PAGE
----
Random Online Marketing Musings on a Thursday

Thanks to the Memorial Day holiday, it’s been a little quiet around here. Well, that, and it’s just been quiet in general it seems. Yesterday, though, presented a couple of interesting things in the world of online marketing, mostly regarding Facebook (and no, I’m not talking about Facebook stock falling or the photos that surfaced of Zuckerberg’s honeymoon).

Apparently the social media giant has decided to roll out a couple of new features for pages, which opens up new possibilities for social media managers. The first is the introduction of Promoted Posts, which allow page managers to promote a post in order to extend that post’s reach. With a normal Facebook post by a brand on their brand page, your reach is limited and constrained by Facebook’s EdgeRank Algorithm, which somehow decides who gets to see your posts. A Promoted Post, however, will reach beyond the algorithm, but Facebook hasn’t said just how much further the post will reach. This is also a paid feature, which means marketers and social media managers will need to pick and choose carefully the posts they choose to promote (if any at all). Obviously, for those that have the budget, promoted posts could be a great way to extend the reach of posts that contain links to lead gen pages, Facebook offers, special fan only promotions, etc.  The billing works much like the billing for Facebook ads does, in that you set your own price, and that price is good for the lifetime of the promoted post, which is three days. The screen shot below, courtesy and copyright Facebook, shows how to promote your post.

facebook promoted post

The other change Facebook made to its brand pages is the ability to set different permissions for different types of admins. Previously, everyone listed as an admin had the same rights, which could obviously cause some issues within organizations where multiple people have admin rights to their company’s Facebook page. The new admin levels are Manager, Content Creator, Moderator, Advertiser and Insights Analyst. As the primary admin for Apogee’s Facebook page, I like that I could give different people different permission levels if necessary, and I’m sure many other marketing managers and social media managers probably feel the same way. From the agency side, I can see how the Advertiser and Insights Analyst permissions could really apply to agencies who manage clients’ social media accounts, or at the very least their social paid media. Basically, an Advertiser can create ads and view insights, and an Insights Analyst can just view insights, allowing an agency to create ads and view the analytics without the manager having to hand over full admin rights. To me, that’s quite possibly a win-win. The other cool part about this change? Page managers can now also schedule posts ahead of time directly through Facebook rather than having to use a third party application such as Hootsuite.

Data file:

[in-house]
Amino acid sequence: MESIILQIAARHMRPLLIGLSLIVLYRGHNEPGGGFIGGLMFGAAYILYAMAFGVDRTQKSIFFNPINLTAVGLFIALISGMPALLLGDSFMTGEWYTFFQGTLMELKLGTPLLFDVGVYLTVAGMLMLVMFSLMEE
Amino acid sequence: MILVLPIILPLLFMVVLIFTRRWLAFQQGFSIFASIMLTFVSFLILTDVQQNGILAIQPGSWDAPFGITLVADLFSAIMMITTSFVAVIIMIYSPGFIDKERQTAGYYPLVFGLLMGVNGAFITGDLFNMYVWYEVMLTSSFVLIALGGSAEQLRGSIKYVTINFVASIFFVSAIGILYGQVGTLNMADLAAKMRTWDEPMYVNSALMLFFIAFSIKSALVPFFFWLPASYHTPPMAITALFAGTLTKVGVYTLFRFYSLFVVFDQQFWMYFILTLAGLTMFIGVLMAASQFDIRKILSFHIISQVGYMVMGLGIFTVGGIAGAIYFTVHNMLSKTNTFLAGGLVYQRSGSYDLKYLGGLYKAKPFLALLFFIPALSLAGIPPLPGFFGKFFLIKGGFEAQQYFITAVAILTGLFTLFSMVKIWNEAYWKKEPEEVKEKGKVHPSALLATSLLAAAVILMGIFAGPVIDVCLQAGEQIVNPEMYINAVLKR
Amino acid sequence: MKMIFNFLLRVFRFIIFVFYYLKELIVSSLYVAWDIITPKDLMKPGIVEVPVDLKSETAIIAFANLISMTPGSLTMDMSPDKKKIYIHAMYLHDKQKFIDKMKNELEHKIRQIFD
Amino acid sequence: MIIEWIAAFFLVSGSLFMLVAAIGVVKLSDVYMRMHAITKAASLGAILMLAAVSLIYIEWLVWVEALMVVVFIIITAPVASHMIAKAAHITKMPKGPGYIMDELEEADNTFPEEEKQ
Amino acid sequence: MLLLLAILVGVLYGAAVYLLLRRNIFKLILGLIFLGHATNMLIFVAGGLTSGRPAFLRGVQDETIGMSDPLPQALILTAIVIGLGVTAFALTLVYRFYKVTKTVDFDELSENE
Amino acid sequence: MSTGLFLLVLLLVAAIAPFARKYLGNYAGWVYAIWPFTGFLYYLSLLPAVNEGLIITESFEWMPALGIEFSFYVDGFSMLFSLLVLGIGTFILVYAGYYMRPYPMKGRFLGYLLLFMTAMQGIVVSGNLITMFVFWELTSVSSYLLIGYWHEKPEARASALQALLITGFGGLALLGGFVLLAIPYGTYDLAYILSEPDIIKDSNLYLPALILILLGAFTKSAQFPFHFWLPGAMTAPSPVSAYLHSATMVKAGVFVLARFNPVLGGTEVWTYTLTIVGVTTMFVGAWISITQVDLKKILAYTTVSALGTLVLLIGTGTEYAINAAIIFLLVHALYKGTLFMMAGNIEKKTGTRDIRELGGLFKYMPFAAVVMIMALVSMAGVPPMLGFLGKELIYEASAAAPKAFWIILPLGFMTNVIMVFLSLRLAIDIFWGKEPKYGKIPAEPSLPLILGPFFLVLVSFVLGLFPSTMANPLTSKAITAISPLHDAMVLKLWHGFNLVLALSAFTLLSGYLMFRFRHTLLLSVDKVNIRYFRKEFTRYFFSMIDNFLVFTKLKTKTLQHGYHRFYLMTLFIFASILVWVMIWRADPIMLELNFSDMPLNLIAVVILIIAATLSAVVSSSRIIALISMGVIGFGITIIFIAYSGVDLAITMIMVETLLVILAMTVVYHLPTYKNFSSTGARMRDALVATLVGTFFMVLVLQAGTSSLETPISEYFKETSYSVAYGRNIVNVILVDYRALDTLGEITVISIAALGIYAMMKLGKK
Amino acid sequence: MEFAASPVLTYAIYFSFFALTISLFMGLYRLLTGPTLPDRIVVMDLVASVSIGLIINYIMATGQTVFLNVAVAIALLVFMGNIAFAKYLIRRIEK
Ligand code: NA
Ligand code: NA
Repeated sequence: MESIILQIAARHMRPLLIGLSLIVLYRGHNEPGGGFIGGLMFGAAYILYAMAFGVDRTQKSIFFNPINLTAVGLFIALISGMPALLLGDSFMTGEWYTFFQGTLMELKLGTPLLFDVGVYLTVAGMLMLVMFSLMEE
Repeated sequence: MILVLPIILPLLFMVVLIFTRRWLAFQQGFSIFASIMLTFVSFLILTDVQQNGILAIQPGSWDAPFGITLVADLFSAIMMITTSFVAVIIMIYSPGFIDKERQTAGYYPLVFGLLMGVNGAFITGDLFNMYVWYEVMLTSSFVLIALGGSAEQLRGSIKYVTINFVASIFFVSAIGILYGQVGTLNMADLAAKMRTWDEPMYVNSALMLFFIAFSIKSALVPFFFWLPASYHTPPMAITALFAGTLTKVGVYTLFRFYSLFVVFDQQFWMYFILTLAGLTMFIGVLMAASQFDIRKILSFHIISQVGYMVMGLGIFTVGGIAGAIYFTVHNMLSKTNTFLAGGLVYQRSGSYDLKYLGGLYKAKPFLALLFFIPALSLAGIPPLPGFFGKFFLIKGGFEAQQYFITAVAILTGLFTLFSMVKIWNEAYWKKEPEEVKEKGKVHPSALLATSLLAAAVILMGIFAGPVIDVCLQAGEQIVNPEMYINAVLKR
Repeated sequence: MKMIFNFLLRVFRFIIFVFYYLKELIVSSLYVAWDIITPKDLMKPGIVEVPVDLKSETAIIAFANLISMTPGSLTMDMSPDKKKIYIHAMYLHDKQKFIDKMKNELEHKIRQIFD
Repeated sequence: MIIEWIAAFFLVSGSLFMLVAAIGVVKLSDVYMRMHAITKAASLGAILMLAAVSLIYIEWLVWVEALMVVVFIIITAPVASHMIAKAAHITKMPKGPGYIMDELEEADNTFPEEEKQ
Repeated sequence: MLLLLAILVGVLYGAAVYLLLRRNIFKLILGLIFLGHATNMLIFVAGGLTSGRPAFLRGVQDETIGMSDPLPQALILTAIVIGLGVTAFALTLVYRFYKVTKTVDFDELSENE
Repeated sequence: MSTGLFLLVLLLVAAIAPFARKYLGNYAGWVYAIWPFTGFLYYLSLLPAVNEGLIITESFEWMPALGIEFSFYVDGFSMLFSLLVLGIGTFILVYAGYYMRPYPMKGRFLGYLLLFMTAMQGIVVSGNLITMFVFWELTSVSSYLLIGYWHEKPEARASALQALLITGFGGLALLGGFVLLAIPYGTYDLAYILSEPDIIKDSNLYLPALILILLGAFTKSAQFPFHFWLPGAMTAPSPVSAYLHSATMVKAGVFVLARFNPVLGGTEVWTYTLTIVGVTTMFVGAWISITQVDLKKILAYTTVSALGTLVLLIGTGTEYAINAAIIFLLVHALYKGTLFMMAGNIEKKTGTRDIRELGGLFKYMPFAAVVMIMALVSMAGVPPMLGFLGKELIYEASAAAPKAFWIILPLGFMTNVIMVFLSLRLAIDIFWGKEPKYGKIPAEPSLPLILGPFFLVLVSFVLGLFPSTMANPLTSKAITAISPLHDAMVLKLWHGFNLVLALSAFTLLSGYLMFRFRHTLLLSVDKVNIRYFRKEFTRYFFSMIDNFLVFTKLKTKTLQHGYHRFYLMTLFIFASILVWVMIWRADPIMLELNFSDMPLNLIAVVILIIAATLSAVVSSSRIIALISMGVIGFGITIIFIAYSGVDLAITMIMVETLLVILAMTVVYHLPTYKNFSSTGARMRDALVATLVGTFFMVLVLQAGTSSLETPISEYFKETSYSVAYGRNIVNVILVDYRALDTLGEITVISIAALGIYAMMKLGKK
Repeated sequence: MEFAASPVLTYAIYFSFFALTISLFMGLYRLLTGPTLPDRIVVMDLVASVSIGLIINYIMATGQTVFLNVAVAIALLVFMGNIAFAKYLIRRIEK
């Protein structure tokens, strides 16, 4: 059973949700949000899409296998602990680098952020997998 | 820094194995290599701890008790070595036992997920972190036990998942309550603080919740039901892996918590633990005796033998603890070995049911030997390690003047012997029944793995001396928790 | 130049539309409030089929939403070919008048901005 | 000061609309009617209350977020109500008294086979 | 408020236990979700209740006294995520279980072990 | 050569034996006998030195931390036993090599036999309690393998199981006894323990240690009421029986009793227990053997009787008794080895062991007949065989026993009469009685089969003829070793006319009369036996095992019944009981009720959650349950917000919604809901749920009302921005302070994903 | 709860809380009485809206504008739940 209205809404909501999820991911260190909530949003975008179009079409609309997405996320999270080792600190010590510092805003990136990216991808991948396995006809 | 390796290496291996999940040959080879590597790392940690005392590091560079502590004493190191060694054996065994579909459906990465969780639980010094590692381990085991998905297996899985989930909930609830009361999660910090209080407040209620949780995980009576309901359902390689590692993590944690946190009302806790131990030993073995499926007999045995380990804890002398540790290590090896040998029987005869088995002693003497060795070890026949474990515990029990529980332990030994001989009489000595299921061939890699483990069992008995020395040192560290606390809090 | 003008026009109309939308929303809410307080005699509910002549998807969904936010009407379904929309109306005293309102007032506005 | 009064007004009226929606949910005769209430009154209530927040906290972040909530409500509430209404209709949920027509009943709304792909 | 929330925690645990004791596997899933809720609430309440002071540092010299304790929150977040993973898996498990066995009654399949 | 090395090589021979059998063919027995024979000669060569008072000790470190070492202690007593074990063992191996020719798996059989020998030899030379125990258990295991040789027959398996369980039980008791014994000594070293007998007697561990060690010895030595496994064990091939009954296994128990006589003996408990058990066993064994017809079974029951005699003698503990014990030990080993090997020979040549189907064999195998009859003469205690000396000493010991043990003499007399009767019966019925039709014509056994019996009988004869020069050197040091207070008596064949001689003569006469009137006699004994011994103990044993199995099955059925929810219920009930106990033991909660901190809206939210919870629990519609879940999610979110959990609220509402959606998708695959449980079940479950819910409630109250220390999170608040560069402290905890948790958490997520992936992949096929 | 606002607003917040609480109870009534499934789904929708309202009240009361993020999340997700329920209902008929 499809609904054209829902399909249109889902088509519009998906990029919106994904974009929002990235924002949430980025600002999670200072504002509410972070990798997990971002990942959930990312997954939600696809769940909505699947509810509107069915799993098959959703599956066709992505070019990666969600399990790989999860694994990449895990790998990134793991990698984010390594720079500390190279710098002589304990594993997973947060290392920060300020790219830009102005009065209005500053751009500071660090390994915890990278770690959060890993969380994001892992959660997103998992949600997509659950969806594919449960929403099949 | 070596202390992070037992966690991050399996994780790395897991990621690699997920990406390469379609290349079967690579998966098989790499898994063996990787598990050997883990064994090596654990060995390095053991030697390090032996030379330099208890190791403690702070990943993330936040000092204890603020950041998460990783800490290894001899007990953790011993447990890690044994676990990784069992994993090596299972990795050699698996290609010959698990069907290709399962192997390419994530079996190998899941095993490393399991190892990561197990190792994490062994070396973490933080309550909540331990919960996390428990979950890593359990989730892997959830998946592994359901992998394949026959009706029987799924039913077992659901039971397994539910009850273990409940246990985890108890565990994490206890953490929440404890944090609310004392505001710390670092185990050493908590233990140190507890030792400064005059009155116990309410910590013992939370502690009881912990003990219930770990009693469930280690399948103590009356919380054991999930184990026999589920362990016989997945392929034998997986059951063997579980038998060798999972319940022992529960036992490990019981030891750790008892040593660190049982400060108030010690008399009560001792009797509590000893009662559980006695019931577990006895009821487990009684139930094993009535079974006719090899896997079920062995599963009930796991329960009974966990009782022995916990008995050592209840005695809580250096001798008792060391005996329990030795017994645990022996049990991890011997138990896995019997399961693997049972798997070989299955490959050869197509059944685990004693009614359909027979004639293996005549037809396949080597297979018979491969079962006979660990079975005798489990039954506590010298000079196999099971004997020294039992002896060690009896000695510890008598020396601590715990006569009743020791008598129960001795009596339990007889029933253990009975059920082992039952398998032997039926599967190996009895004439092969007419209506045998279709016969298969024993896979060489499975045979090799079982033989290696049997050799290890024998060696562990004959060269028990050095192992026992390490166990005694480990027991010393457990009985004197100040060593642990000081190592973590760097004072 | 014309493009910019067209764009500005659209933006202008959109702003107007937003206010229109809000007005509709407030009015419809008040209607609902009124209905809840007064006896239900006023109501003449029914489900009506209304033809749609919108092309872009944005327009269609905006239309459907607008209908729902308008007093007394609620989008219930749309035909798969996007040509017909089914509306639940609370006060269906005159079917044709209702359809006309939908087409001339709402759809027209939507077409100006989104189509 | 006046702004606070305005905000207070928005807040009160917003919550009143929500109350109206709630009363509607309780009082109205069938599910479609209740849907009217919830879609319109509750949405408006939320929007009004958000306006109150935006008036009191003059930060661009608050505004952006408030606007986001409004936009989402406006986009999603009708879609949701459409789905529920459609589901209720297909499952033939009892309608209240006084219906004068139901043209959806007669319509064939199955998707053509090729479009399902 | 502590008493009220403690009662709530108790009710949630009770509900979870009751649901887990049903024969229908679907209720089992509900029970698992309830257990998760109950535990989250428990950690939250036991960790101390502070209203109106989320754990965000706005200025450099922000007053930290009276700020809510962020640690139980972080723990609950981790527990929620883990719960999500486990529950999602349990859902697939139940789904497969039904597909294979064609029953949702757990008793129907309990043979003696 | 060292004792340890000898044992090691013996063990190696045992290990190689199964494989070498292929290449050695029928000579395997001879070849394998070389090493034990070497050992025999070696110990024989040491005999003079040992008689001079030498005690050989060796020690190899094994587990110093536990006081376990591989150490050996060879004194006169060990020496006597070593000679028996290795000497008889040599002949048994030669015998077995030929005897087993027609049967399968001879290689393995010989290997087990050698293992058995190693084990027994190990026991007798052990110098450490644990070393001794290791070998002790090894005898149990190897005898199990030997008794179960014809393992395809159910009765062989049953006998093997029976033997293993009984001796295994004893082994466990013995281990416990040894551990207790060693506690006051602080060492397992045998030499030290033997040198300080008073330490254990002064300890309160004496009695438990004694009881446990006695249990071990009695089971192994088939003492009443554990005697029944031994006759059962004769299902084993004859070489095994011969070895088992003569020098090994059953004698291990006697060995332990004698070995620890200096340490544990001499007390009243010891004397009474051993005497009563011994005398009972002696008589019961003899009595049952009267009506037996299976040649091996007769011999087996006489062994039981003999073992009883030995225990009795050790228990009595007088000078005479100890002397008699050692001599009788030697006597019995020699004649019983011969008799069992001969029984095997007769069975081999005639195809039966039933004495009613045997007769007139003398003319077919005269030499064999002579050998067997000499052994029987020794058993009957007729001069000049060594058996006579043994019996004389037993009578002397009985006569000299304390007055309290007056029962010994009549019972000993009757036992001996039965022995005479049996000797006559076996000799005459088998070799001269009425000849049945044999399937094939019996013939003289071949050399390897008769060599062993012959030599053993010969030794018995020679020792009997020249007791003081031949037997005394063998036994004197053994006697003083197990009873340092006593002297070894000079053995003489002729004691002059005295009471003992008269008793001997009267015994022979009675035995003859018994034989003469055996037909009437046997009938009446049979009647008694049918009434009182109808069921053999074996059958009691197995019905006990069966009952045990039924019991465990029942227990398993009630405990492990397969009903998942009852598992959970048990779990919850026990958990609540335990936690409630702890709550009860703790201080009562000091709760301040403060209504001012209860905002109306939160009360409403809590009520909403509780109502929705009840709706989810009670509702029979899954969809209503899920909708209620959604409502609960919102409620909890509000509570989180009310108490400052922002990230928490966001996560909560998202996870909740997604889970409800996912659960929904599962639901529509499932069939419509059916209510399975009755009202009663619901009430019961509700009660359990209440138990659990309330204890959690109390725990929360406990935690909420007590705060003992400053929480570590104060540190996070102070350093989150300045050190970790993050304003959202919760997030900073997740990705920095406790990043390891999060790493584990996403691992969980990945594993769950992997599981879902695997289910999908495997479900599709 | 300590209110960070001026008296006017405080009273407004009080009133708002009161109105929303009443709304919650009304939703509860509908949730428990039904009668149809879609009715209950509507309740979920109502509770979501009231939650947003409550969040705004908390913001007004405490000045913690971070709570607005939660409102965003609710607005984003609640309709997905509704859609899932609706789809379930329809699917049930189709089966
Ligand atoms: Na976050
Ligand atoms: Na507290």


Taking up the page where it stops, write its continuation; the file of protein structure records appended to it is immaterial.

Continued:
facebook page admin roles

In Google news, the search giant unveiled the “new” Google Places–which is now a part of Google+ and will be called Google+ Local. Earlier this year we had a blog talking about Google+ and how Google’s trying to swallow everything up and put certain things under the Google+ umbrella. Apparently Places wasn’t immune to that, and not surprisingly, the move is purely monetary. The other not surprising thing is that Google says this move was also motivated by an ever increasing amount of mobile searches. One cool thing about the move is the integration of Zagat reviews, which will replace Google’s five-star system. the not cool thing? Google’s obviously trying to herd all of us into the Google+ circle and force us to use a service that still hasn’t seen widespread adoption (170 million active users as compared to Facebook’s 845 million users).

And last but not least, in other search news, Yahoo!, once known as a search engine rather than a news aggregate, unveiled Yahoo! Axis, which is a desktop (or mobile) application that allows you to search the web through the app rather than a browser such as Firefox or IE. I haven’t had a chance to play with it yet, but if Axis catches on, it looks like SEOs might have one more thing to think about regarding search engine optimization and the way we search on the web.

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